... or its simply less skilled folks mugging for a camera and not exactly doing any of the line figures
That was my immediate impression at a glance. If I had to wager, I'd be pretty confident with all of my money on static pose in the photography studio.
Still, there is another possibility that has not yet been mentioned: In a couple of the old school American syllabi, there was a Viennese figure (I think Arthur Murray called it "Turns & Curtsy") that alternated between this and the Throwaway position. It was a four-measure pattern, as follows:
m.1) Man steps fwd RF between lady's feet in a manner similar to leading a Rudolf Ronde. The lady begins a Ronde action, but quickly curls the leg into a back attitude position.
m.2) Lady lowers her R toe to the floor and straightens leg to a fully extended point, while man sweeps his LF forward in a quarter-ronde. The resulting position is the one seen in the photo. The position is recovered to closed in the second half of the measure.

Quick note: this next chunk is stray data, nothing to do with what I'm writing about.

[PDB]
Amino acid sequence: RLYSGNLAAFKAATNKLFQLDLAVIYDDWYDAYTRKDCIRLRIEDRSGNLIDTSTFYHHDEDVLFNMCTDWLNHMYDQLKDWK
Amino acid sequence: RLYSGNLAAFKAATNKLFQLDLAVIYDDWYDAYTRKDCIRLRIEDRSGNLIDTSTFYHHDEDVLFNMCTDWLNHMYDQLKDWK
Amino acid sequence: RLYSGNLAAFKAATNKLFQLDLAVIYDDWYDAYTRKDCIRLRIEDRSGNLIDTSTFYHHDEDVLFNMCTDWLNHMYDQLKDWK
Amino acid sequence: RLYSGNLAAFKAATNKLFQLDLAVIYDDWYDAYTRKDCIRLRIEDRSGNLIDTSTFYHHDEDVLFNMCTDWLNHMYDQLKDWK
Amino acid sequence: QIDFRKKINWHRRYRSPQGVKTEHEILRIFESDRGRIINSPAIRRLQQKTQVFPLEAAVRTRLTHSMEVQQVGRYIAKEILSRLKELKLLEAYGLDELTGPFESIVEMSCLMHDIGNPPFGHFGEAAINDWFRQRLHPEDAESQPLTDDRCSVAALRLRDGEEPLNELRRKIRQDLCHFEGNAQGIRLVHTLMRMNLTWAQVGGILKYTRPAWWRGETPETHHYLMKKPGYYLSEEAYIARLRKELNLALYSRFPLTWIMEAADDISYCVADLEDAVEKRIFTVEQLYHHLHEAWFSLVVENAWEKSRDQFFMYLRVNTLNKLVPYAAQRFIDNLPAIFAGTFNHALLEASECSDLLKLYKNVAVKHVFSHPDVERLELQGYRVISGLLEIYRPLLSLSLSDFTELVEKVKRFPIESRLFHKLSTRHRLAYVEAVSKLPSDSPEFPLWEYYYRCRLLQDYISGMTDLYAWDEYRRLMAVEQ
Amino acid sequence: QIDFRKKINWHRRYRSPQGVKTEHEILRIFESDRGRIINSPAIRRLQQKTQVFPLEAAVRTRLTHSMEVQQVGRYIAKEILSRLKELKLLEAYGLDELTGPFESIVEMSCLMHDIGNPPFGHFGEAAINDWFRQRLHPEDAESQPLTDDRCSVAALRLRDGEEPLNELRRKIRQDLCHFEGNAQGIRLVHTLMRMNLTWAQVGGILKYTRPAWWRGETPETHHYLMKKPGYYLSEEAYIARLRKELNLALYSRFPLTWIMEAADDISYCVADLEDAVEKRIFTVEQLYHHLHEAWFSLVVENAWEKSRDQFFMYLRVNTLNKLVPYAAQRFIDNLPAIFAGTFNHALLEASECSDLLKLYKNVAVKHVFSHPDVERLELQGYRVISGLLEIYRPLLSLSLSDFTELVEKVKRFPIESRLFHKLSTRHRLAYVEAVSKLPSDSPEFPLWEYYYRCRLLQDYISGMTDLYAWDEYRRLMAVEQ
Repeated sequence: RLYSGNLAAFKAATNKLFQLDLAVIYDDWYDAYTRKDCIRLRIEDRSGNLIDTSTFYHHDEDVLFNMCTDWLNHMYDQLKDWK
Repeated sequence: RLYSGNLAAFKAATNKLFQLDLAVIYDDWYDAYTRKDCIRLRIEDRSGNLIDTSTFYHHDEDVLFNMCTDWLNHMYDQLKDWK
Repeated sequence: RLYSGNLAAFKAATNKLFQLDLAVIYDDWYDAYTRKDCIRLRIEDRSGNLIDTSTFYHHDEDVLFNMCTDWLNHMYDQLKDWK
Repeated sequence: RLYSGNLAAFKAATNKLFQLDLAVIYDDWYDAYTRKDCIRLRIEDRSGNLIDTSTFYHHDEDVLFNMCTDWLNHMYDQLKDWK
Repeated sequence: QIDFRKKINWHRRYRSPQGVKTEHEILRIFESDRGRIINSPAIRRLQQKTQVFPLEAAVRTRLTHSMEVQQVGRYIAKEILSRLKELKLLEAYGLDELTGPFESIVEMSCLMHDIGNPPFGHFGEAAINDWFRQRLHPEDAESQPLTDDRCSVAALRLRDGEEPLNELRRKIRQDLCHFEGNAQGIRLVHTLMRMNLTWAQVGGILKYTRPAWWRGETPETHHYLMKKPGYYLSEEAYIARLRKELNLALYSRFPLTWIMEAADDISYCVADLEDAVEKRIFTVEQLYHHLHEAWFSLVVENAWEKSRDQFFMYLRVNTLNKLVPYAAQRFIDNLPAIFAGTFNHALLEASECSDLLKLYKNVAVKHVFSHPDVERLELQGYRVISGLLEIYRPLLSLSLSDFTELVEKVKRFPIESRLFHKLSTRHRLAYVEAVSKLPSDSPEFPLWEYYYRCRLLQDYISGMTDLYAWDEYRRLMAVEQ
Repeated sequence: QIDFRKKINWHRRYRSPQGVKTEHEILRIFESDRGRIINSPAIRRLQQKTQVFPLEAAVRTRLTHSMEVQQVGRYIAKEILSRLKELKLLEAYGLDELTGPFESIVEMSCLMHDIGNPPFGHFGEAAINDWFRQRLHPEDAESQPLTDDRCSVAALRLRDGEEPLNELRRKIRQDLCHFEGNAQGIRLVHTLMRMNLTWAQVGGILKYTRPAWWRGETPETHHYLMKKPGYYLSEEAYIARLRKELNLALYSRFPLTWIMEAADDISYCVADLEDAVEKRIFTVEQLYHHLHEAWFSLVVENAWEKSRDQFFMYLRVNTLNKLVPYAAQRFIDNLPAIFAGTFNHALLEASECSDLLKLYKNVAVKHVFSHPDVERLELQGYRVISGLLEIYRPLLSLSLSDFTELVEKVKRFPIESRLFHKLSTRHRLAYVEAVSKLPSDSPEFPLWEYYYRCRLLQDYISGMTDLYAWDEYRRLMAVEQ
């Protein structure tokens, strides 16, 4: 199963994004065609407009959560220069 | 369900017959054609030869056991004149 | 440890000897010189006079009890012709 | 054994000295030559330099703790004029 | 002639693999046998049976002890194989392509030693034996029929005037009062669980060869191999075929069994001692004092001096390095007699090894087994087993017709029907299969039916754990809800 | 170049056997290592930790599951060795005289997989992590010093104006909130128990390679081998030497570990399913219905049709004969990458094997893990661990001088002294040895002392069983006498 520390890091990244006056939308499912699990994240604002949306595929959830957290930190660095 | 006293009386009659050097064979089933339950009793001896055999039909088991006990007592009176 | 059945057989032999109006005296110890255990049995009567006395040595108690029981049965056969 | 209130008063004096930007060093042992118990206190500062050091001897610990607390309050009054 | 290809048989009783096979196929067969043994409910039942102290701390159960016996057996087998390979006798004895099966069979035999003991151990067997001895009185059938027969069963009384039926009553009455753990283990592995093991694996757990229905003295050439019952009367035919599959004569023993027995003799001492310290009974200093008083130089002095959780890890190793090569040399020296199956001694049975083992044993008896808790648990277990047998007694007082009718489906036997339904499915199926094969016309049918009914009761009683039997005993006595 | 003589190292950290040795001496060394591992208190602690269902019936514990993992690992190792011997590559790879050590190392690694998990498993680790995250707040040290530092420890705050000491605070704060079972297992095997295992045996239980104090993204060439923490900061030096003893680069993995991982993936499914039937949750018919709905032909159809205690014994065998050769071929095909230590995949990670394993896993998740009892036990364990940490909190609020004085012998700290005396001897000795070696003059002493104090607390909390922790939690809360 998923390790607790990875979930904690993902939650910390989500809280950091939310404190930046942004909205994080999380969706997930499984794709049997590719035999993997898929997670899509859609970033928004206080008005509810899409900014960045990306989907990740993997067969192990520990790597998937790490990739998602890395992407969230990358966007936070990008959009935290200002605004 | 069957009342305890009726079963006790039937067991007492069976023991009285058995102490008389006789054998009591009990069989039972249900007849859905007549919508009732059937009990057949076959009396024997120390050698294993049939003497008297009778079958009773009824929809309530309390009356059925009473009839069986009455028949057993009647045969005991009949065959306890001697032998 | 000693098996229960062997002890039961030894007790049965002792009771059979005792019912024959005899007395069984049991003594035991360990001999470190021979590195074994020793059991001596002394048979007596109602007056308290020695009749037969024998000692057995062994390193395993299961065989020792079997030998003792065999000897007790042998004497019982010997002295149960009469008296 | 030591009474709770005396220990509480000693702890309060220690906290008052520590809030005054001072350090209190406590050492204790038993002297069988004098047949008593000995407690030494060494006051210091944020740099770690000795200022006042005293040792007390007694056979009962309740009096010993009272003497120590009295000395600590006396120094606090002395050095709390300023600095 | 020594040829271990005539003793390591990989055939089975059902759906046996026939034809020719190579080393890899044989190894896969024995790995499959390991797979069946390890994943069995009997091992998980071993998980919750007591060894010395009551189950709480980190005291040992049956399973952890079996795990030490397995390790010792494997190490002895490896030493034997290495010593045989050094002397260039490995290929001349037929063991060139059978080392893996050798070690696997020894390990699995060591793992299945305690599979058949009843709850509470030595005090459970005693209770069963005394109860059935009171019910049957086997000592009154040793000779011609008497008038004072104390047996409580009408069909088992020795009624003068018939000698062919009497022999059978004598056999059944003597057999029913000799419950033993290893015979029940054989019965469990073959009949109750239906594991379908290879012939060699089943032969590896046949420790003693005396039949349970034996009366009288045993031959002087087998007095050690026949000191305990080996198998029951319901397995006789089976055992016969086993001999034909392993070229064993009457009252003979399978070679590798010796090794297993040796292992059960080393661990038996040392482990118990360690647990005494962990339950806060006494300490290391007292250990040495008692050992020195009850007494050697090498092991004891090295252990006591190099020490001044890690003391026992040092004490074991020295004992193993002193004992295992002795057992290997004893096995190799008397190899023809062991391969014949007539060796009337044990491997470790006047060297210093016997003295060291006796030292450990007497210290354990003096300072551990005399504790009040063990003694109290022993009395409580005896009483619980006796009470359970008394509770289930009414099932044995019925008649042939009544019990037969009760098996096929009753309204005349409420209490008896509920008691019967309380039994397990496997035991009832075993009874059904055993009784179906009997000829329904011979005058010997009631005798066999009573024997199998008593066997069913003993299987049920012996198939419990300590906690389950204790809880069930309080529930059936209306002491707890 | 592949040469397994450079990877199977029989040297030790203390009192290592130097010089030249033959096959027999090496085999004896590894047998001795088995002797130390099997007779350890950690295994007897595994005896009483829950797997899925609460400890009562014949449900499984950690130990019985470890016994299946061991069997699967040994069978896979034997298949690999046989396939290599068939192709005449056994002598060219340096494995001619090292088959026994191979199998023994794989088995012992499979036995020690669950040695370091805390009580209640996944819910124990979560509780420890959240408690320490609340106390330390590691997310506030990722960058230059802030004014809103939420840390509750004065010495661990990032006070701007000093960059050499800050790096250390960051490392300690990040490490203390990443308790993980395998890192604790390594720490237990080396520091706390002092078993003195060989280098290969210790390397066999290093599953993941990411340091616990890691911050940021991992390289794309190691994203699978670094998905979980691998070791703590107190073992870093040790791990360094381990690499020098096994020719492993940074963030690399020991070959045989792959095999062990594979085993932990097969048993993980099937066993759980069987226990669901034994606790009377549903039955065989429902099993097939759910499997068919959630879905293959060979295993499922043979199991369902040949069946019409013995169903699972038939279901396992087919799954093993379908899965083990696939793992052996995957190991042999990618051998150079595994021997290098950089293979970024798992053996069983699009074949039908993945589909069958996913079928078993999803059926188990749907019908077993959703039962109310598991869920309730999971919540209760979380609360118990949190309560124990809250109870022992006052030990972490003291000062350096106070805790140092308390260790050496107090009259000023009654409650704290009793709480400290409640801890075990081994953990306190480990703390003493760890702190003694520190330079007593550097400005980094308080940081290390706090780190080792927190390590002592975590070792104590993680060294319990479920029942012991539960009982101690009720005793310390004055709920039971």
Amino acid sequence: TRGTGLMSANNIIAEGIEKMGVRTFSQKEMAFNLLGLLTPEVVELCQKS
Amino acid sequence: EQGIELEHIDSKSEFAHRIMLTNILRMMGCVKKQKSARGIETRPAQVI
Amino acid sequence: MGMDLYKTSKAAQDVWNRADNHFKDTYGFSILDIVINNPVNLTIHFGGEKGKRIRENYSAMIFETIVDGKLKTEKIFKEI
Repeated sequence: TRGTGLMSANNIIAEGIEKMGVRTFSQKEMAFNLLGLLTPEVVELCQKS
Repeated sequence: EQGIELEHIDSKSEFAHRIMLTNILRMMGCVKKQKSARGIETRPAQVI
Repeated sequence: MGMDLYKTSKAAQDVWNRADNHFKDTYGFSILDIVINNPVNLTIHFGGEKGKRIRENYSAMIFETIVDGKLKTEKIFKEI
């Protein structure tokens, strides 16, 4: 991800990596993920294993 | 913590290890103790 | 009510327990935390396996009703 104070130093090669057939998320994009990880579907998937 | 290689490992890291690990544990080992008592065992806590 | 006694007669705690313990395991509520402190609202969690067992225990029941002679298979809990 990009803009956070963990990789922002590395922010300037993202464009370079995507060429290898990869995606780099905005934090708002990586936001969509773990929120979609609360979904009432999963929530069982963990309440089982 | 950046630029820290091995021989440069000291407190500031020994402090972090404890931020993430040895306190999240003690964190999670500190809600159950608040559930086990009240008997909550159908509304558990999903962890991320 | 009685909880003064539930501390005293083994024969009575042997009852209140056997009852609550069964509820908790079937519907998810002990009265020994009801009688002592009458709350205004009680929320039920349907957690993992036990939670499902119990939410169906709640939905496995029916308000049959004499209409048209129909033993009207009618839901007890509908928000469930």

m.3&4) Man steps forward on LF and leads the same action on the opposite side. The resulting position is similar to a Throwaway Oversway, albeit a poorly executed one.
I may have the order mixed up, but you get the idea. Would I ever recommend it to anyone? Nah, but that doesn't change the fact that it was popular for years in American style studios, and you can still see it occasionally today if you look hard enough. And I do think it is the most likely source of inspiration for this photo, since it's the figure with the posiest/most static usage of the line.